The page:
As you stroll up and down the isles at the supermarket filling your grocery cart, you are armed with everything you need to make sure you choose your items wisely. Making good, healthy choices is the very reason you carefully put together your shopping list the night before. Now, you know that most of the snack food items are taboo and should be off limits, but maybe you could take a walk down junk food lane on the off chance you might find something acceptable to munch on later. When you see the words “low fat” or “fat-free”, your brain automatically gives you the go-ahead because these foods can’t make you gain weight, right? But, is that really all there is to it, or is there more here than meets the eye?
According to studies, Americans eat around 49,000 extra calories every year which translates into a grand total of 14 extra pounds of body fat per year. This is why an estimated 65% of Americans are considered overweight. In essence, Americans are slowly getting fatter, and it is largely from the consumption of “fat-free” foods.
The problem is, while “fat-free” foods contain no actual fat, many of them do contain high amounts of sugar. It is all this sugar that has been added to these products that allows them to be called “fat-free”. Consuming high amounts of sugar will cause you to gain weight because sugar makes your blood sugar levels rise rapidly, causing a large insulin response. Insulin, particularly in high amounts, will transport much of this sugar right to your fat cells for storage. With this in mind, is there anything you can do to prevent yourself from being lured into the labeling web of deceit?
Here are some things that will help clear up the blurriness of labeling reading so you can have a more clear view of what’s really in there. To start with, always read everything on the label. Do not just look at the fat content then only skim down at the rest. Look at the sugar content and compare it to the overall carbohydrate content to see how much of the carbohydrates are actually sugar. Always compare the calories from fat to the total calories. Fat should not be higher than 30% of the total calories at the absolute most.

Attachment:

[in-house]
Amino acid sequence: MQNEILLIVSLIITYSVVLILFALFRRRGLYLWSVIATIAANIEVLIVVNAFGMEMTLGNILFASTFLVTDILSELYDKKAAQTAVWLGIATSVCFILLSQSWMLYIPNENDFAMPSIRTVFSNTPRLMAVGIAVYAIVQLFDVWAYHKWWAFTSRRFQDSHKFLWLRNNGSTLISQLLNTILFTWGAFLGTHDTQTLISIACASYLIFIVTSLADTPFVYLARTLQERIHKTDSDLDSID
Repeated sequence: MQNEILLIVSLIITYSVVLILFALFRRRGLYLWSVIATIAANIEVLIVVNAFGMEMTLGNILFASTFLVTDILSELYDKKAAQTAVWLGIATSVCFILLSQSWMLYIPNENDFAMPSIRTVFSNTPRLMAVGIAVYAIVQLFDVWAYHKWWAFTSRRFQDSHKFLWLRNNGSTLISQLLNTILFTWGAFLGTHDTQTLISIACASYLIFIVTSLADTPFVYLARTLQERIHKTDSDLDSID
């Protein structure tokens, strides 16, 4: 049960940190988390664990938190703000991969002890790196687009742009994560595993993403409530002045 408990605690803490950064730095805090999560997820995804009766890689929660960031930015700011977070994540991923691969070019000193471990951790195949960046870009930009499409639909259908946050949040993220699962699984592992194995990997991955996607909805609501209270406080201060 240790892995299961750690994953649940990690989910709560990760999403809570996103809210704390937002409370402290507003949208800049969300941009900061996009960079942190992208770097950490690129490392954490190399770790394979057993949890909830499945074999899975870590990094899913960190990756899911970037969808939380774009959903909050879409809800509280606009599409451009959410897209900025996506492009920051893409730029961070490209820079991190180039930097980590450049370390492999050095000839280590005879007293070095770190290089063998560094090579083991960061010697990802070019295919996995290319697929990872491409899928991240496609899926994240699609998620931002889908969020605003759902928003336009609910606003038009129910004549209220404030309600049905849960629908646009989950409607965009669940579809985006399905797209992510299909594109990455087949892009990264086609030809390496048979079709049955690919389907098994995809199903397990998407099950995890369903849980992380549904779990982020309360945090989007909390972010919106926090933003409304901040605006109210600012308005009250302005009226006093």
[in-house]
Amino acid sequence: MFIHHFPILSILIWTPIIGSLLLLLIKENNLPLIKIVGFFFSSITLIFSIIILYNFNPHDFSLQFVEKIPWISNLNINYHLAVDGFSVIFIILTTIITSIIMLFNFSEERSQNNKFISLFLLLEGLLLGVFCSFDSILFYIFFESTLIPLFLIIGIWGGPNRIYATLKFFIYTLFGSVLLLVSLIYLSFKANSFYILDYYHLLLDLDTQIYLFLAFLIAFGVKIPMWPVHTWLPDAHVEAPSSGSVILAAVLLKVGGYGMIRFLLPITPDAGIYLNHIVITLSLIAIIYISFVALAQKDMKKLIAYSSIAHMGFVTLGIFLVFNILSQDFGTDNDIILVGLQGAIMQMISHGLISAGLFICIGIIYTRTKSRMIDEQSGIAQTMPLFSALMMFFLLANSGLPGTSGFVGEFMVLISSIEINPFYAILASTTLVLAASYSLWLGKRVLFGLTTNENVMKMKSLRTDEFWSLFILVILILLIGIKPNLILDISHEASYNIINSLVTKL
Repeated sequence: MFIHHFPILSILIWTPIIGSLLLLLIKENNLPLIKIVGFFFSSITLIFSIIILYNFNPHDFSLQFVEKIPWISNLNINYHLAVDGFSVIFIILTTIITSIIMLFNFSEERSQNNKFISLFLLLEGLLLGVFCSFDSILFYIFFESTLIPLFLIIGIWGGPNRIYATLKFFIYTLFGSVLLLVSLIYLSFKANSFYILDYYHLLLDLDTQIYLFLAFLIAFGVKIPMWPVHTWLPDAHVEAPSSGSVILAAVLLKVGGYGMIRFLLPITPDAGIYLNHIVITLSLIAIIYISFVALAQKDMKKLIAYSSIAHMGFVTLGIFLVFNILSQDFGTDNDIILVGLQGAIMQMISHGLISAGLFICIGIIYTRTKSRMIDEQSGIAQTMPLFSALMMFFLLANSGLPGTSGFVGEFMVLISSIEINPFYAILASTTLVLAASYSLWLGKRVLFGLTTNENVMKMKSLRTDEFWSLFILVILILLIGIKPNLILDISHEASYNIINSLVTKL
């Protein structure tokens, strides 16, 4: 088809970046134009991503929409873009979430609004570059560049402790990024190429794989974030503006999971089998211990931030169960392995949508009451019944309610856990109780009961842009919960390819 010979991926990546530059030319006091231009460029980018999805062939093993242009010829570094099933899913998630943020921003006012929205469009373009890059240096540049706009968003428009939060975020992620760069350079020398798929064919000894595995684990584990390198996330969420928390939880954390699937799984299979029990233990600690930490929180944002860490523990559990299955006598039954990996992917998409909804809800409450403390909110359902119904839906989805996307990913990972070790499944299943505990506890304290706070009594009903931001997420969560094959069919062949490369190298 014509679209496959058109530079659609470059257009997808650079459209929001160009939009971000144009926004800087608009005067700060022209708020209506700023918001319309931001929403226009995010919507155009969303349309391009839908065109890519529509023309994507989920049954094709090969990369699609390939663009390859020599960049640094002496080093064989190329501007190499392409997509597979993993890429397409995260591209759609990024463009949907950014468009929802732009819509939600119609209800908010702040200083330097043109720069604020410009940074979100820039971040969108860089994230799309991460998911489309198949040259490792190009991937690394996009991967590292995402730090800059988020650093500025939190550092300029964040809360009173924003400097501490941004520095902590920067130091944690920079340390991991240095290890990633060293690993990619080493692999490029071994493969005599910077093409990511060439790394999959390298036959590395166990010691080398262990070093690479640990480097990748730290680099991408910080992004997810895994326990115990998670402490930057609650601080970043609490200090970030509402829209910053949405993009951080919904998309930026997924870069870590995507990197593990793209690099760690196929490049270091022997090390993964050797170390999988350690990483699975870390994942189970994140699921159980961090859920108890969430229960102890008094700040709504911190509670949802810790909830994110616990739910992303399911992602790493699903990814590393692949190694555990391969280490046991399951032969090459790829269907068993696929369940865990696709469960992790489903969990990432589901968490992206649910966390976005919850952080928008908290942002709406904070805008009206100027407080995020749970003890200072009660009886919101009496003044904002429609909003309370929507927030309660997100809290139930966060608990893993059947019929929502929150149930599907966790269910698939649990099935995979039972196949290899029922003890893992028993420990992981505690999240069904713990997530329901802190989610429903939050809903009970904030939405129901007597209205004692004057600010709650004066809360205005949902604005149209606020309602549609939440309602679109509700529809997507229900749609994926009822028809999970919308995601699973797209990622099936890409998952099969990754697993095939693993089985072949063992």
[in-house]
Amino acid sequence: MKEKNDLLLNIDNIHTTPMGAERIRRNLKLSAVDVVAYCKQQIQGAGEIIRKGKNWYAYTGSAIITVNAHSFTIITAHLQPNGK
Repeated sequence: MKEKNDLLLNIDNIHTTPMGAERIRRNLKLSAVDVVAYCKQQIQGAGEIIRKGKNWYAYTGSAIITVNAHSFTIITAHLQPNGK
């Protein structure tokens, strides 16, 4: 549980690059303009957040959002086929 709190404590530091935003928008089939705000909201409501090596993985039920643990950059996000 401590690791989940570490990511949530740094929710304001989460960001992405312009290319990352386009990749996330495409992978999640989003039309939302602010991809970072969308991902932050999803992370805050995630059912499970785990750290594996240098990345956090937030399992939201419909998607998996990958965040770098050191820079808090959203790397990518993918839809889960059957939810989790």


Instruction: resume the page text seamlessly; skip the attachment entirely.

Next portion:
Look at the protein content and try to make sure there is at least a decent amount of it in the item. Protein rich foods like granola make good, healthy snacks. Also important is to look for the fiber content of certain foods. When you buy breakfast cereal for example, make sure it has at least 5 grams of dietary fiber per serving. Also try to buy whole grain items like whole wheat bread and whole wheat pasta as these also provide decent amounts of fiber.
Aside from reading the labels, you should also read the list of ingredients. Here is where you get to see what is actually in each item. When buying any flour items such as bread or pasta, avoid anything with the words enriched, bleached, or white flour in the ingredients. The more enriched a product is, the less nutritious it is. White flour has a very high sugar content and therefore is not the best choice. Look for items with whole wheat flour instead.
One thing that gets hidden in the list of ingredients that you really need to be aware of is the trans fats. These trans fats are cleverly disguised with the words “hydrogenated vegetable oil”. These are oils that the manufacturer adds hydrogen to in order to transform them from their liquid form to a solid form. These fats are more dangerous by far than saturated fats and you know how bad saturated fats are. If you see the key word “hydrogenated” anywhere in the ingredients, put it down, back away slowly, then turn, run, and don’t look back!
Always remember to read everything on both the nutrition label and the list of ingredients before buying an item. Never let yourself be fooled into thinking an item won’t make you gain weight by the words “fat-free” so boldly displayed on the front of the package. It is this kind of deception that has been the cause of unwanted weight gain throughout the nation. Remember, the FDA requires all food manufactures to disclose everything in their products to you, but it is ultimately up to you to read far enough to find it all. The next time you go food shopping, take these tips with you and ensure yourself that you are making the right choices for you and your family.
Related articles from around the web:
Similar topics: Fat-free, Trans fat, Food and Drug Administration, Shelf life, American Heart Association, United States, Amnesia, Fat, Food, Harvard Medical School, United Kingdom,
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English: Fat-free lassi from Mumbai (Photo credit: Wikipedia)
A homemade chicken noodle soup with bread (Photo credit: Wikipedia)
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